Leh & Ladakh

Country :India
State :Jammu and Kashmir ,Largest city Leh
Population :Density 270,126 (2001), 3 /km2 (8 /sq mi)[1]
Languages :Ladakhi, Urdu
Time zone :IST (UTC+5:30)
Area :86,904 km² (33,554 sq mi)
Infant mortality rate :19%[3] (1981)

Ladakh is a region in the Indian state of Jammu and Kashmir between the Kunlun mountain range in the north and the main Great Himalayas to the south. Ladakh, which is inhabited by people of Indo-Aryan and Tibetan descent, is one of the most sparsely populated regions in the area.

Ladakh is renowned for its remote mountain beauty and culture. It is sometimes called "Little Tibet" as it has been strongly influenced by Tibetan culture. In the past Ladakh gained importance from its strategic location at the crossroads of important trade routes, but since the Chinese authorities closed the borders with Tibet and Central Asia in the 1960s, international trade has dwindled except for tourism. Since 1974 the Indian Government has successfully encouraged tourism in Ladakh.

Historically, Ladakh was a buddhist kingdom which included Baltistan and Aksai Chin which are now administered by Pakistan and China respectively. Today Ladakh consists of only two districts — Leh and Kargil. Ladakh has been a focal point of conflict during the numerous wars between India and Pakistan and during the Sino-Indian War of 1962. The Saltoro ridge in the Siachen glacier region is an active military zone even today.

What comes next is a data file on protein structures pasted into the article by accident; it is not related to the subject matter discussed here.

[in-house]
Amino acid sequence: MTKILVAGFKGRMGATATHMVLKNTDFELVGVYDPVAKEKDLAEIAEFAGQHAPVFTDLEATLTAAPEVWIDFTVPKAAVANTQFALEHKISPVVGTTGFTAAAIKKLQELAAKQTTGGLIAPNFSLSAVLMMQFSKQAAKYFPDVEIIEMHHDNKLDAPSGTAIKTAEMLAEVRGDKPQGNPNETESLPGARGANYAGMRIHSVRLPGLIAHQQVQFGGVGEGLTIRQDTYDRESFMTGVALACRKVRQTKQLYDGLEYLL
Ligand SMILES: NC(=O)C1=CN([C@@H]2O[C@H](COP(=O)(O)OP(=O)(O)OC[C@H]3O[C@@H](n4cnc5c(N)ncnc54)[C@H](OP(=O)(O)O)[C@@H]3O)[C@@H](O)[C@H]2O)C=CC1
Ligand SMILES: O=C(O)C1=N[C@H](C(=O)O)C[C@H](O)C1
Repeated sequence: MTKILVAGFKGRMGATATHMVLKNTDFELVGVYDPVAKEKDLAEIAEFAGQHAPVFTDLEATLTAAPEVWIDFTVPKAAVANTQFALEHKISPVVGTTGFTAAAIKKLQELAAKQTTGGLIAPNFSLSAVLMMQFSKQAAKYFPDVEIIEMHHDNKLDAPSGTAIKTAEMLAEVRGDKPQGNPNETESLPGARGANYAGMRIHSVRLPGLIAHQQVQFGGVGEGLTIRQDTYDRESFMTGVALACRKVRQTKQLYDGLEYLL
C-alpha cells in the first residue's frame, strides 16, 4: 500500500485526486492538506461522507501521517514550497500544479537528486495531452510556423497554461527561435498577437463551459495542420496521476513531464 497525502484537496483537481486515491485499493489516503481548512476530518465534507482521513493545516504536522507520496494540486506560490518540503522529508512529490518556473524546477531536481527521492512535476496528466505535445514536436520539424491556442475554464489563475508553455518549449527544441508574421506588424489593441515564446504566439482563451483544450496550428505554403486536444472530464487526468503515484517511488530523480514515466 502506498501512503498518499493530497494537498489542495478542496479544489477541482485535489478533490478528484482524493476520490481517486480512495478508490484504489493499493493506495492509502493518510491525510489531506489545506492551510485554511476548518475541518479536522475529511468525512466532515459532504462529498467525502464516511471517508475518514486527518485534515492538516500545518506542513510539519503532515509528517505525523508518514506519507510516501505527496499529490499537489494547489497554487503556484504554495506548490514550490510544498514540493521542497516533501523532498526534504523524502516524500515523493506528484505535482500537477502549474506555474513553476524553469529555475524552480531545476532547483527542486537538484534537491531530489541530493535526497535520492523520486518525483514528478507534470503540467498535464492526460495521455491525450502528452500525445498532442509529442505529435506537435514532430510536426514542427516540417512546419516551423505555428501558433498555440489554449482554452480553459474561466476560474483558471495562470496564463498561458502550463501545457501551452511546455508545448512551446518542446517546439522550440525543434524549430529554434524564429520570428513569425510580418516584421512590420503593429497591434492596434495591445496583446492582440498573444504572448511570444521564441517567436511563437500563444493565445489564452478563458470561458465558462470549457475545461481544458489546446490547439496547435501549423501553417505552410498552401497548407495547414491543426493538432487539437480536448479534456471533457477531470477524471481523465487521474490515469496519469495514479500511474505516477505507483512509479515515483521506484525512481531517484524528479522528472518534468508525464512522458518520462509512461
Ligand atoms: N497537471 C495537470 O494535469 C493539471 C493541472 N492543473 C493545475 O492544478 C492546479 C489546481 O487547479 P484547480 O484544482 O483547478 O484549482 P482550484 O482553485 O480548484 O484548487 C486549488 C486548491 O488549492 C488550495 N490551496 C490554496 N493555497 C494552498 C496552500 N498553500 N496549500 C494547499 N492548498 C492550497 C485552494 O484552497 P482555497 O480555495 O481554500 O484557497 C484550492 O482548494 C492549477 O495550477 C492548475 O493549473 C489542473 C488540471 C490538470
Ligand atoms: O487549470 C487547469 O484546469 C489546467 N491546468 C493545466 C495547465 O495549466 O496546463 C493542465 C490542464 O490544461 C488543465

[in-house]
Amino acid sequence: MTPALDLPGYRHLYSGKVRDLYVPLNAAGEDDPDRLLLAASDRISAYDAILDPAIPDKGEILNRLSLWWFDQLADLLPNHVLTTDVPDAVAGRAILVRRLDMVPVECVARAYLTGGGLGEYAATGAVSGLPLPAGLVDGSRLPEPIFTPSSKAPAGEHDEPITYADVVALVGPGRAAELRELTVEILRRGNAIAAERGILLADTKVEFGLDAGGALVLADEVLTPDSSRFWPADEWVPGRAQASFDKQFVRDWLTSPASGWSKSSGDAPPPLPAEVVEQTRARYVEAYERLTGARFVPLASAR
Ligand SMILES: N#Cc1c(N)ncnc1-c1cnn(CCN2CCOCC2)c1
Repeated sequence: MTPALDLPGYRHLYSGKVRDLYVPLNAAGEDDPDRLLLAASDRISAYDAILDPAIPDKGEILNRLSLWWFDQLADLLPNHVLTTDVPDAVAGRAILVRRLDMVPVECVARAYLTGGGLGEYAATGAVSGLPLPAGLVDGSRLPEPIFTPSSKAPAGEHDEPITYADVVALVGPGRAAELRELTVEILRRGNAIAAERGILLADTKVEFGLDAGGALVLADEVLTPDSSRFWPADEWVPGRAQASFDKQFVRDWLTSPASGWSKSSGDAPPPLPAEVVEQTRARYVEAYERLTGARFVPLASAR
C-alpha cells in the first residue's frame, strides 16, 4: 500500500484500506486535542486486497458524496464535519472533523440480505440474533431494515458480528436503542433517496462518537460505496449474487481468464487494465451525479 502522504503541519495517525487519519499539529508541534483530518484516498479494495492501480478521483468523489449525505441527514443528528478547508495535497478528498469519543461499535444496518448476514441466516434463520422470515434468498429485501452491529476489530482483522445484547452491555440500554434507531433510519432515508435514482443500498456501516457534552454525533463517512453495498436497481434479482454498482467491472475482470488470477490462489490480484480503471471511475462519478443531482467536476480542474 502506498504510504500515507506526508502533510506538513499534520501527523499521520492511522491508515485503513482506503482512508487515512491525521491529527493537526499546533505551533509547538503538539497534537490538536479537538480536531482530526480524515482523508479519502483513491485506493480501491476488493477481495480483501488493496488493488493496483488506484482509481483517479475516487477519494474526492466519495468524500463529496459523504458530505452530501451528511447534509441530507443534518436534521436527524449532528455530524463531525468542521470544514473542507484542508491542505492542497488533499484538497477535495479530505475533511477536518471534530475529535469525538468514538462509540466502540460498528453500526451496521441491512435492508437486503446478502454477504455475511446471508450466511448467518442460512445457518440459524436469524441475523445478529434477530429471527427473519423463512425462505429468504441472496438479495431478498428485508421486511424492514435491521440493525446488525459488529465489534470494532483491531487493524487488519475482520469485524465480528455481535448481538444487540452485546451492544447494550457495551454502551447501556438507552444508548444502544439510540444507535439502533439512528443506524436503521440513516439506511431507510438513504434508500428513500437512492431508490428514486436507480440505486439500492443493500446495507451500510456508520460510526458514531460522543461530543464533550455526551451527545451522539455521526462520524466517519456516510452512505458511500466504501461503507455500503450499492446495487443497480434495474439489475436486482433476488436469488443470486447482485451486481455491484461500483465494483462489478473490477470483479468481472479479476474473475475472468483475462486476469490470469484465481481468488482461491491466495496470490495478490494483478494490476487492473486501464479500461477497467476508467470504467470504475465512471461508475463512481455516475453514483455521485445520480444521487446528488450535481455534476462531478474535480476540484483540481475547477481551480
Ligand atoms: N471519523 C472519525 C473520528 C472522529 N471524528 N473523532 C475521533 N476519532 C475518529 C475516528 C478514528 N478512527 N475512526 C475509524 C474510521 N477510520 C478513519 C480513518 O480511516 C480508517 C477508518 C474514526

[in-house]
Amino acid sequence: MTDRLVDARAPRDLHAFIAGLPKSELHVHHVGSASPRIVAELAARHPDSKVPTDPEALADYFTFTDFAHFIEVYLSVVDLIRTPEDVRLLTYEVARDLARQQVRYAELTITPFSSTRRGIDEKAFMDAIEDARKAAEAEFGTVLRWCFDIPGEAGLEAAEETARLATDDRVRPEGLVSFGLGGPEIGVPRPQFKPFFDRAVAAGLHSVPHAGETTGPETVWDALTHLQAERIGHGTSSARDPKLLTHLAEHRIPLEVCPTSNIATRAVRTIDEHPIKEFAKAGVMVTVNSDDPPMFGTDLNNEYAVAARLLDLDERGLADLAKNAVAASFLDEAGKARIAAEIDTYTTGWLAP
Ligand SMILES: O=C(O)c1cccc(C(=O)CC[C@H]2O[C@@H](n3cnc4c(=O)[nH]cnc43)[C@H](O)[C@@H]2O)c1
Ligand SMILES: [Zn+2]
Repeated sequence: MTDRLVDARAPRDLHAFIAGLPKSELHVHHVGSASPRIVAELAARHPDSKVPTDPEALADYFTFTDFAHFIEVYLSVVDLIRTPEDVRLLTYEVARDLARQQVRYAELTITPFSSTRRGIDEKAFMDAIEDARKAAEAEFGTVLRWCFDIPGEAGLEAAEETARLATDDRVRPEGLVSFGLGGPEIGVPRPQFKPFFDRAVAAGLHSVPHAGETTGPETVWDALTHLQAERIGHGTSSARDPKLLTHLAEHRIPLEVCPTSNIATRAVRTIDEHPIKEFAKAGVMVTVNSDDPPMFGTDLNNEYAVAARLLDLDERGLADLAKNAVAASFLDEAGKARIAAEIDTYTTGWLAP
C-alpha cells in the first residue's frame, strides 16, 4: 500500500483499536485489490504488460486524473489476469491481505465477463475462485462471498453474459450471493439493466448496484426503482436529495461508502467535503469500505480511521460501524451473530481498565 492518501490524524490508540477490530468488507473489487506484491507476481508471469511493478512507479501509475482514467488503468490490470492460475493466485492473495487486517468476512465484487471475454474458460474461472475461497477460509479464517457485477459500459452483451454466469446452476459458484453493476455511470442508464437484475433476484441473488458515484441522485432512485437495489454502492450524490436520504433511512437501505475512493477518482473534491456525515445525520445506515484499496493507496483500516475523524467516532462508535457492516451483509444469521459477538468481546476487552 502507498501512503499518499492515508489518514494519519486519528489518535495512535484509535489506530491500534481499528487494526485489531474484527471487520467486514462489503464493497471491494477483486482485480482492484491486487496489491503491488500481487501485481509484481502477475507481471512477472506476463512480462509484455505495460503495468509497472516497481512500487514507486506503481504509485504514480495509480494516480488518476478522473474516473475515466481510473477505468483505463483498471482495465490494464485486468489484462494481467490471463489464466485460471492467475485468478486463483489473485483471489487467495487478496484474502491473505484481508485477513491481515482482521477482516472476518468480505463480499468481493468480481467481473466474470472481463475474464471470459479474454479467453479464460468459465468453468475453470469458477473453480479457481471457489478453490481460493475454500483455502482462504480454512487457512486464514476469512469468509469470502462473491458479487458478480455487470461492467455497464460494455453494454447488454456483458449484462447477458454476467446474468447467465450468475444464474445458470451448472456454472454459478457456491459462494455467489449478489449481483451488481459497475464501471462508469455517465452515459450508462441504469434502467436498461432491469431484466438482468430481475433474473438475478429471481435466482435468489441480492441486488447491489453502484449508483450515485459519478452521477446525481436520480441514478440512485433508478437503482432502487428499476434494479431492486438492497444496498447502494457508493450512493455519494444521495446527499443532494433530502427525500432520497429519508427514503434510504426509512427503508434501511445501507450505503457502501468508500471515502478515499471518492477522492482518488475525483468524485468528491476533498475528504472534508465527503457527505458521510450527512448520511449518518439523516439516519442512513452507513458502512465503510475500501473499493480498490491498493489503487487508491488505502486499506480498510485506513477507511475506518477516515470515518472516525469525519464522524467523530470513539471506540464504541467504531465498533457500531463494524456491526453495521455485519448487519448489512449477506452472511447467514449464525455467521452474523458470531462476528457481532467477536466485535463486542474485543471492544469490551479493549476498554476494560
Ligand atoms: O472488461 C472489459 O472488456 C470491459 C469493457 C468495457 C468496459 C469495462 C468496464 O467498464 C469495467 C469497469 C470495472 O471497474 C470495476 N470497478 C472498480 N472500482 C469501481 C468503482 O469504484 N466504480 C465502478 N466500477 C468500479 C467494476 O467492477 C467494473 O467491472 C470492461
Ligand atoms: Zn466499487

The largest town in Ladakh is Leh. A majority of Ladakhis are Tibetan Buddhists and the rest are mostly Shia Muslims.Some Ladakhi activists have in recent times called for Ladakh to be constituted as a union territory because of its religious and cultural differences with predominantly Muslim Kashmir.

Geography
Ladakh is the highest plateau of the Indian state of Kashmir with much of it being over 3,000 m (9,800 ft). It spans the Himalayan and Karakoram mountain ranges and the upper Indus River valley.

Historically, the region included the Baltistan (Baltiyul) valleys, the Indus Valley, the remote Zangskar, Lahaul and Spiti to the south, Ngari including the Rudok region and Guge in the east, Aksai Chin in the east, and Nubra valley to the north over Khardung La in the Ladakh mountain range. Contemporary Ladakh borders Tibet to the east, the Lahaul and Spiti to the south, the Vale of Kashmir, Jammu and Baltiyul regions to the west, and the trans–Kunlun territory of East Turkistan in Central Asia on the other side of the Kunlun range across the Karakoram Pass in the far north. Running southwest to northeast, the Altyn Tagh converges with the Kunlun range in Kashmir which runs southeast to northwest forming a "V" shape which converges at Pulu. The geographical divide between Ladakh in the highlands of Kashmir and the Tibetan Plateau commences in the vicinity of Pulu and continues southwards along the intricate maze of ridges situated east of Rudok, wherein are situated Aling Kangri and Mavang Kangri and culminates in the vicinity of Mayum La.

Before partition, Baltistan (now under Pakistani administration) was a district in Ladakh. Skardu was the winter capital of Ladakh while Leh was the summer capital.

The mountain ranges in this region were formed over a period of 45 million years by the folding of the Indian plate into the more stationary Eurasian Plate. The drift continues, causing frequent earthquakes in the Himalayan region.[θ][15] The peaks in the Ladakh range are at a medium altitude close to the Zoji-la (5,000–5,500 m or 16,000–18,050 ft), and increase towards south-east, reaching a climax in the twin summits of Nun-Kun (7000 m or 23,000 ft).